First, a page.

This Startup Is Trying to Foster an AI Art Scene in Korea

The country's first machine learning gallery joins a growing global scene spurred by tech advances

Artist Domin painted the top half this island in a western style while AI was used to create a reflection in an eastern style. AI Art Gallery, Domin

A South Korean startup is holding a competition to fill one of the world’s first galleries for machine learning-generated art in a bid to foster a nascent artificial intelligence creativity scene in the country.

The company, Pulse9, which makes AI-powered graphics tools, is soliciting art pieces that make use of machine learning tech in some way—whether to produce an image out of whole cloth or restyle or supplement an artist’s work—through the end of September.

The project is a notable addition to a burgeoning global community of technologists, new media artists and other creatives who are exploring the bounds of machine creativity through art, spurred by recent research advances that have made AI-generated content more realistic and elaborate than ever.

The medium had perhaps its biggest mainstream breakthrough in 2018, when Christie’s Auction House sold its first piece of AI-generated art for nearly half a million dollars—a classical style painting of a fictional character named “Edmond de Belamy.” That was also the moment that inspired the team at Pulse 9, which had just launched an AI tool to help draw and color a Korean style of digital comic called webtoons earlier that year.

“We asked ourselves, ‘Could we also sell paintings?’ and we started looking for art platform companies to work with,” Pulse 9 spokesperson Yeongeun Park said.

The company teamed with an art platform called Art Together on a series of crowdfunded AI pieces that proved to be more popular than they had expected—one hit its goal a full week ahead of schedule—and the team began considering parlaying it into a bigger project.

“With great attention from the public and the good funding results, we gained confidence in pioneering the Korean AI art market,” Park said. “So, we eventually decided to open our own AI ​​art gallery.”

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The company acknowledges that questions of authorship and originality still hang over the concept of AI art but stresses that the gallery is about collaboration between humans and technology rather than AI simply replacing artists. Even pieces generated entirely by machines require a host of human touches, whether it’s curating a collection of visuals for training or adjusting training regimens to achieve a desired results.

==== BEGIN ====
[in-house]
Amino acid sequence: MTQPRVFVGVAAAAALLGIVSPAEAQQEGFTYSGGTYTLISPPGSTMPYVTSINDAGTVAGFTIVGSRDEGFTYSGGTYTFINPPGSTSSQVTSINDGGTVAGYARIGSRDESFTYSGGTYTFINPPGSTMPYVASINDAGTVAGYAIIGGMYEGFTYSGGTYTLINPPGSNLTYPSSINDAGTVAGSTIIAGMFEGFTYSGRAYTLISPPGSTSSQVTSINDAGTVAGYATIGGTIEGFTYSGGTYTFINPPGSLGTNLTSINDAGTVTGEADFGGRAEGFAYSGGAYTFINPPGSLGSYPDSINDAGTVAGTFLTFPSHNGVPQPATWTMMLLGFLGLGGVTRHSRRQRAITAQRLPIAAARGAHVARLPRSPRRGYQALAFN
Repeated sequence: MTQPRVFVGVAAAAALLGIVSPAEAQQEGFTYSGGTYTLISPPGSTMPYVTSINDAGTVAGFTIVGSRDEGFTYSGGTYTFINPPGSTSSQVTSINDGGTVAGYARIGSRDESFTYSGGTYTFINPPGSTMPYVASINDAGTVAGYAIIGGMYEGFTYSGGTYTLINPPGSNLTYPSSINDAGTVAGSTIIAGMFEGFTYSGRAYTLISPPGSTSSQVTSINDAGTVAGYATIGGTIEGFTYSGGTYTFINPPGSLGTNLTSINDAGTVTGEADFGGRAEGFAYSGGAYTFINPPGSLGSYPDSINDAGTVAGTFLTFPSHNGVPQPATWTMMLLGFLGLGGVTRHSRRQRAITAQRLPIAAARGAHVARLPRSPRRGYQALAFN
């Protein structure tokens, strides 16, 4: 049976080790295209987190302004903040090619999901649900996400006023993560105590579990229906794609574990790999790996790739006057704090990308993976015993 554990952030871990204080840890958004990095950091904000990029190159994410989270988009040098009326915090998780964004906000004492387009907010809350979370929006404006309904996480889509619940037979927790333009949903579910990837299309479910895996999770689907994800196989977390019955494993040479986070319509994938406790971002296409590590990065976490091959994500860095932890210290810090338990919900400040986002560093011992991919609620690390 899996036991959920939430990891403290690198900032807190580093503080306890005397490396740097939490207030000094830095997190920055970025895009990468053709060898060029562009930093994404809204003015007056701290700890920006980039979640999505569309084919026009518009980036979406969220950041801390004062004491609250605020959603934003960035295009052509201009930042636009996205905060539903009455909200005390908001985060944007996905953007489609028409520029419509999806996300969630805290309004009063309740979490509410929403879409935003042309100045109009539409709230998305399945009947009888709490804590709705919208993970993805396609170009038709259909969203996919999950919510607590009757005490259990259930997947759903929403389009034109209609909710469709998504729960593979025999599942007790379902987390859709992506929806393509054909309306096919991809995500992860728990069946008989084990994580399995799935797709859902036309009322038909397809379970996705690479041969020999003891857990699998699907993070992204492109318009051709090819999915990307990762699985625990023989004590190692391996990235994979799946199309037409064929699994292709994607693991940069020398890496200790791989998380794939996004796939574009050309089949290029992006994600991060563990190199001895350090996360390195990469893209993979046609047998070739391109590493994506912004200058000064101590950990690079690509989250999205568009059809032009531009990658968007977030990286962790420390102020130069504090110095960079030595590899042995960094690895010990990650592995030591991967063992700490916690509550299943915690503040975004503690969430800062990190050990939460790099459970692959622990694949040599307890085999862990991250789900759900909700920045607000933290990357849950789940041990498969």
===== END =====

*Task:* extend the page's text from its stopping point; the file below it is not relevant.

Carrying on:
“The theme of this competition is ‘Can AI art enhance human artistic creativity?'” Park said. “We hope that this competition will also be an opportunity to discover creative, competent and new artists who would like to engage AI tools as a new artistic medium in their artwork.”

The goal is to establish AIA Gallery as a well-recognized institution in the art world and educate people on the potential for AI-powered creativity. The organizers hope the process will also inspire other efforts and create an AI creativity hub in the country.

“Groups or communities of AI artists have formed and are gradually growing, especially overseas,” Park said. “In the case of Korea, the AI Art market has not been well-recognized yet, but we’ve been continuing to play our role with our own initiative.”

The AIA Gallery recently partnered with one of the leading startups in the new space, Playform, which is led by Rutgers University Art and AI Lab director Ahmed Elgammal (after learning about the company from an Adweek article).

Progress in generative AI creativity isn’t confined to the art world, either. Agencies have started to experiment with various AI-generated graphics in campaigns, and brands have filed a slew of patent applications around the central technology powering the revolution—a neural net structure called a generative adversarial network.

 

 

 

 


@patrickkulp patrick.kulp@adweek.com Patrick Kulp is an emerging tech reporter at Adweek.
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